Published:

Williamson pledges no ‘shocking injustices’ in A-Level results

“Every school in England will be able to appeal against A-level and GCSE grades free of charge, the education secretary has said. Gavin Williamson told The Times that the government would cover the fees to ensure that head teachers were not deterred from making appeals. He said that the move, which will cost between £8 million and £15 million, will help to avoid “shocking injustices”, where schools fail to take action on behalf of pupils. Exam boards initially charge schools between £9.50 and £25 per pupil for each appeal, but this can rise to as much as £150 per grade for more contentious cases and schools can pass this cost on to parents. The fee is refunded if the appeal is successful.” – The Times

  • Education Secretary ‘fighting to cling on to his job’ after A Levels meltdown – The Sun
  • ‘Only three per cent’ of staff at DfE headquarters were in work on results day – Daily Mail

More:

  • Exam appeals made free amid fears of ‘bigger disaster’ – Daily Telegraph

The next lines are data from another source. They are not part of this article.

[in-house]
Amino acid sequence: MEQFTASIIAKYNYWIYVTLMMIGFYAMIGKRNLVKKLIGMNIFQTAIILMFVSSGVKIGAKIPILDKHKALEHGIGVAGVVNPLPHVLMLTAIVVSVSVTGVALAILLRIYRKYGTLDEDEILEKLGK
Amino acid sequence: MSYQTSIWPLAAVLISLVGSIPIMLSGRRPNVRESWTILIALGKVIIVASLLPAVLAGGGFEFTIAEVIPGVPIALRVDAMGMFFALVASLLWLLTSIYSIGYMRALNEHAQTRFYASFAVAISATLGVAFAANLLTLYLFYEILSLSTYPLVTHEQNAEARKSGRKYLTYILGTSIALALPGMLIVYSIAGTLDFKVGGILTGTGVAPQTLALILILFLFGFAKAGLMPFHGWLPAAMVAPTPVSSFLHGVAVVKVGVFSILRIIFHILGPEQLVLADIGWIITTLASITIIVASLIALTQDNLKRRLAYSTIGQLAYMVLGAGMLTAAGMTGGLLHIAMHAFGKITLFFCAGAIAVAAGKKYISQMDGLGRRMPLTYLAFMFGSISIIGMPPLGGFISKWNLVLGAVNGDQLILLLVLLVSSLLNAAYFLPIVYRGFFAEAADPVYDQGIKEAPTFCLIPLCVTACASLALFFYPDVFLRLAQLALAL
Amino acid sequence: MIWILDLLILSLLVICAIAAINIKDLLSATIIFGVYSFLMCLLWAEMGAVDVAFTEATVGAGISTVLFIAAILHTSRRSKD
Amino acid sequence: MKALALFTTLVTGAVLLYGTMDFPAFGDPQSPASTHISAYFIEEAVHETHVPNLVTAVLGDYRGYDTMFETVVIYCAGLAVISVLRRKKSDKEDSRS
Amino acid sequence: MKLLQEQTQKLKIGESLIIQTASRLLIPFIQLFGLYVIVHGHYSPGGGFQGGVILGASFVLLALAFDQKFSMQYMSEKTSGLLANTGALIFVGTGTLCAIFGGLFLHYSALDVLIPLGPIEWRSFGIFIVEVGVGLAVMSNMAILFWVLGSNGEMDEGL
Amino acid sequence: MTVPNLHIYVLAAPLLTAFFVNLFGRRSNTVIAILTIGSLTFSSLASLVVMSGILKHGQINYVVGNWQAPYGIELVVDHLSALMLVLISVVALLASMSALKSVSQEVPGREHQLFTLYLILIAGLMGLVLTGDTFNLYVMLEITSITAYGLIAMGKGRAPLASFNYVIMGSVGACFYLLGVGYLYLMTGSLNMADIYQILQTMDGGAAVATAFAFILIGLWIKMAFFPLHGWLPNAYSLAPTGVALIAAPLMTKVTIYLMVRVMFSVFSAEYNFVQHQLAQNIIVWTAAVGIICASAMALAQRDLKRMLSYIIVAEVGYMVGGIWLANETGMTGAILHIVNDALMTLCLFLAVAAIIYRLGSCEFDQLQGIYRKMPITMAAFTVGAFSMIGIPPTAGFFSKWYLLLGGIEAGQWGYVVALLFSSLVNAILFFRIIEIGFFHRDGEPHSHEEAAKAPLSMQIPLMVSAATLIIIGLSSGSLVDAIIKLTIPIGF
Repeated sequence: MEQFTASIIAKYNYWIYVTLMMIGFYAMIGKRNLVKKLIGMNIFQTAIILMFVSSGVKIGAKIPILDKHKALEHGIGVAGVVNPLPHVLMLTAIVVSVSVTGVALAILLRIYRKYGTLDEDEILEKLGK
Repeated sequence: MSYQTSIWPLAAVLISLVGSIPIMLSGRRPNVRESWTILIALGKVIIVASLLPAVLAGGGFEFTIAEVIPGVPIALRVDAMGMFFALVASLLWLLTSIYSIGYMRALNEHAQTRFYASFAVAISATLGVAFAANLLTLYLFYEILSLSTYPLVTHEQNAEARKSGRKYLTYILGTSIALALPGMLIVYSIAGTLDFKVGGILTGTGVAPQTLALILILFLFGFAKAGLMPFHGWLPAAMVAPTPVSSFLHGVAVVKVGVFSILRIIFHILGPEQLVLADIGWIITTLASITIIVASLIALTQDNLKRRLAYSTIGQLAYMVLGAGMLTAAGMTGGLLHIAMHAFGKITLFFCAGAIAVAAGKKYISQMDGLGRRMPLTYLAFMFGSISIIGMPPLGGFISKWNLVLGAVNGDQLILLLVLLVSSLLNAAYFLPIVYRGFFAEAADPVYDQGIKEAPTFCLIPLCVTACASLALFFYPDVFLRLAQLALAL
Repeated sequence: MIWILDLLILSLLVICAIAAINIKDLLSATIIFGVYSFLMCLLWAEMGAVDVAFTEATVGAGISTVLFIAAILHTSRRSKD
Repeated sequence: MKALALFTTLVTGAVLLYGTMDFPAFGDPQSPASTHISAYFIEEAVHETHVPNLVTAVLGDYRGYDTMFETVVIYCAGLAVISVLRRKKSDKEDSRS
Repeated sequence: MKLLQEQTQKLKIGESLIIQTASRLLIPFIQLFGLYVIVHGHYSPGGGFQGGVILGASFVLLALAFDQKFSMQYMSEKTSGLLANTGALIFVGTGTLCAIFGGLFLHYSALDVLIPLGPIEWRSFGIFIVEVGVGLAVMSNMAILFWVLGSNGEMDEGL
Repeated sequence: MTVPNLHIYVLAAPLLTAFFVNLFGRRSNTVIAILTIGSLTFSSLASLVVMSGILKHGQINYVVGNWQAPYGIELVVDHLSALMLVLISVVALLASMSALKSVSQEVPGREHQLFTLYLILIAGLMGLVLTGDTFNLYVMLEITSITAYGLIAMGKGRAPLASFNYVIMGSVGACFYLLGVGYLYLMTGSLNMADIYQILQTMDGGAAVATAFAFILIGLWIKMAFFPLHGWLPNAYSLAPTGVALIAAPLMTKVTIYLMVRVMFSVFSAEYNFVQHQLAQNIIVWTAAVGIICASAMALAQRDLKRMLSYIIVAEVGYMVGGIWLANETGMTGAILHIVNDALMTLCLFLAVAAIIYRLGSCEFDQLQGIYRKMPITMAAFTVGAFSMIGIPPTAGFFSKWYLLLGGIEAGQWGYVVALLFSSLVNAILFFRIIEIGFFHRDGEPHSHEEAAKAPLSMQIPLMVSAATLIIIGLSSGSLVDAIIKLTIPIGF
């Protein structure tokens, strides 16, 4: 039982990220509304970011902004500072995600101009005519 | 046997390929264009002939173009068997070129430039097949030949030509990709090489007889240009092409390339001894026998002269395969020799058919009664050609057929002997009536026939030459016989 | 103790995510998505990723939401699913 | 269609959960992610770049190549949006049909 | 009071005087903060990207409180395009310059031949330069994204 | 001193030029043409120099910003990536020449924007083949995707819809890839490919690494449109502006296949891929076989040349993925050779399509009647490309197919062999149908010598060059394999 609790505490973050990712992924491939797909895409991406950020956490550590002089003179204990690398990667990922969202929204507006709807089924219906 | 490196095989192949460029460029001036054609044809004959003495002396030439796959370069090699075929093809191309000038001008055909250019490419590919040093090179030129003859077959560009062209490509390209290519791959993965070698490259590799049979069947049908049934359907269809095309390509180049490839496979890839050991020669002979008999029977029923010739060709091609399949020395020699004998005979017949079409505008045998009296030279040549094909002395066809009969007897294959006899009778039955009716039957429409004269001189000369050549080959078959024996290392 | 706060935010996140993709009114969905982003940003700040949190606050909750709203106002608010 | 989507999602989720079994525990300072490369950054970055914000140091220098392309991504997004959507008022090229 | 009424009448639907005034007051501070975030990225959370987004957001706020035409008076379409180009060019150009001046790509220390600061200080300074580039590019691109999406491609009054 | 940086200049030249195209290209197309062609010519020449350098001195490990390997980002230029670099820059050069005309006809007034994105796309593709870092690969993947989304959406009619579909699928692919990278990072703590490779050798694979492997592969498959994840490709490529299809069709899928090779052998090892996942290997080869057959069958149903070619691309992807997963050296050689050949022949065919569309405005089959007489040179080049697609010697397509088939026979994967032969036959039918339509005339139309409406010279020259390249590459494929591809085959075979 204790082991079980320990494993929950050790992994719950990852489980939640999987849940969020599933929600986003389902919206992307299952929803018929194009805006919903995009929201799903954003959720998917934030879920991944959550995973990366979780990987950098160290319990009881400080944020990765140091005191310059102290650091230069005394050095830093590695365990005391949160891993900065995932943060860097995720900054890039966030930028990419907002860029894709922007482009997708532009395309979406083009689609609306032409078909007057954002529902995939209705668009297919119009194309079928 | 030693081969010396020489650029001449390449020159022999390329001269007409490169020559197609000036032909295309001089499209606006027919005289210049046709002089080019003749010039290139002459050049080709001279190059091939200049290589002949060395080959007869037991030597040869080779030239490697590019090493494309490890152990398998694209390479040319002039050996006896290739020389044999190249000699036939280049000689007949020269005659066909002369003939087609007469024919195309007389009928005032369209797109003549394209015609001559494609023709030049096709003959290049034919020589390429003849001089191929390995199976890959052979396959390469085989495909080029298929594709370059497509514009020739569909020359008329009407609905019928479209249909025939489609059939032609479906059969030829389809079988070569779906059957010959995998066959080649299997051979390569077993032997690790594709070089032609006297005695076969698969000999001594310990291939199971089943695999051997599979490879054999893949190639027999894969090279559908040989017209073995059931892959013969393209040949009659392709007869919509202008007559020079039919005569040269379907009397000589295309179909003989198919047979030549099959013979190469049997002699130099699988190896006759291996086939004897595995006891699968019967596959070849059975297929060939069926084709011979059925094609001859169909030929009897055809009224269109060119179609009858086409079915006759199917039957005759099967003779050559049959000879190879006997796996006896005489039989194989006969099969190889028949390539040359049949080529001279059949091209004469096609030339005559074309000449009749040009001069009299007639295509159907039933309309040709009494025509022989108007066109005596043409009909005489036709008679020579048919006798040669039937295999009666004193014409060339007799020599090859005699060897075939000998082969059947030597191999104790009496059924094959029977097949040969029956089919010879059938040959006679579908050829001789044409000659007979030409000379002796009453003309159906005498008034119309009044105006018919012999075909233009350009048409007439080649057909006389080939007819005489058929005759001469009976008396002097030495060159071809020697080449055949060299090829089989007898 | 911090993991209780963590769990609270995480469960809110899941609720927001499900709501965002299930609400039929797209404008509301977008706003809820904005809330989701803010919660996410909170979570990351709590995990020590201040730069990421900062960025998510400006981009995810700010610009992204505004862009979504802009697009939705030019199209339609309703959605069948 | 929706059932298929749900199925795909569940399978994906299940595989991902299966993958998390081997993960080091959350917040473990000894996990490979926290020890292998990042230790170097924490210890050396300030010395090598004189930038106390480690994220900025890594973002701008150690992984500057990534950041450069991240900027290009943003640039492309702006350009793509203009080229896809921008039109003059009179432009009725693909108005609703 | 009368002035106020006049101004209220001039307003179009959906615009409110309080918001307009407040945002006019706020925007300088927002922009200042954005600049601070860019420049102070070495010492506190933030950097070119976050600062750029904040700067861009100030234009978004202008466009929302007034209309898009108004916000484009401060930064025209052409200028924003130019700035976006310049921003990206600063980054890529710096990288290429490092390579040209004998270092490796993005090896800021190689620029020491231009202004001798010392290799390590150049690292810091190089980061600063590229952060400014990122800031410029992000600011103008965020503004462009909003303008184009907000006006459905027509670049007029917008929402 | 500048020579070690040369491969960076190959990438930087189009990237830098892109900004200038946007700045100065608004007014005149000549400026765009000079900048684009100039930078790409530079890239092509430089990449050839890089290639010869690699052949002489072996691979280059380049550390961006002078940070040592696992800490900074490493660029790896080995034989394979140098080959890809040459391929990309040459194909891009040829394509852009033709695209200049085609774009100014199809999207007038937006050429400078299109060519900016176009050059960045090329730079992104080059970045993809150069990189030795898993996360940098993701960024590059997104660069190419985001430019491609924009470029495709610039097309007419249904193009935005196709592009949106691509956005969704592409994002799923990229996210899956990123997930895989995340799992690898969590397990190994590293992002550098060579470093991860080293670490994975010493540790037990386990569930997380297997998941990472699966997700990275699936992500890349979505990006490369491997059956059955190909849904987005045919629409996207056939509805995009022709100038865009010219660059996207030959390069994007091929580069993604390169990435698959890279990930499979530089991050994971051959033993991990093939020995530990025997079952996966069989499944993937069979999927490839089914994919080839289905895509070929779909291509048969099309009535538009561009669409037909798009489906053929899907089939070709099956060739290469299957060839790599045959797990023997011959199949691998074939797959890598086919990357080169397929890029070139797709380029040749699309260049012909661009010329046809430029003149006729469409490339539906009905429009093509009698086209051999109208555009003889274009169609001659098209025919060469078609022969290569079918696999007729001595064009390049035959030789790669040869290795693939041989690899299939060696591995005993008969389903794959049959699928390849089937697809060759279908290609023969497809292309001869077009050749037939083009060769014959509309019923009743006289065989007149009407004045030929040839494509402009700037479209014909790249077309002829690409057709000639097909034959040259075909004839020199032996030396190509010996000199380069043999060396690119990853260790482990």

• Head teachers predict a shambles for GCSEs – The Times
  • Thousands of schools to defy union ‘scaremongering’ and welcome children back – Daily Mail

Interview:

  • ‘In Scotland there were no checks… it degrades every single exam result’ – Interview, The Times

>Yesterday:

Sarah Vine: A final betrayal of disadvantaged children hit hardest by lockdown

“Perhaps understandably, the university for which my friend’s daughter was holding a conditional place is refusing to budge, even though she is just one estimated grade off her offer. And that’s because for every pupil for whom the Computer Said No, some will have achieved the grades required. Indeed, as the Government points out, the marks have actually improved overall, year on year. So why the universal despair felt by parents and pupils? Because when you drill down into the results, a pattern emerges. The ‘standardisation’ models used to ensure a fair assessment by teachers of potential performance — the Centre Assessment Grades (CAGs), the most likely grade a student would have achieved if exams had gone ahead — actually turn out to be a cruel and pretty blunt instrument.” – Daily Mail

  • Results chaos will have lasting impact on class of 2021 – Frederick Studemann, FT
  • Pupils are victims of a farce Williamson had five months to prevent – Laura McInerney, The Guardian

>Yesterday: John Bald in Local Government: The lack of merit in A-level grading shows a misplaced belief in the power of statistical modelling

Increase in infections has ‘levelled off’, so lockdown to be eased again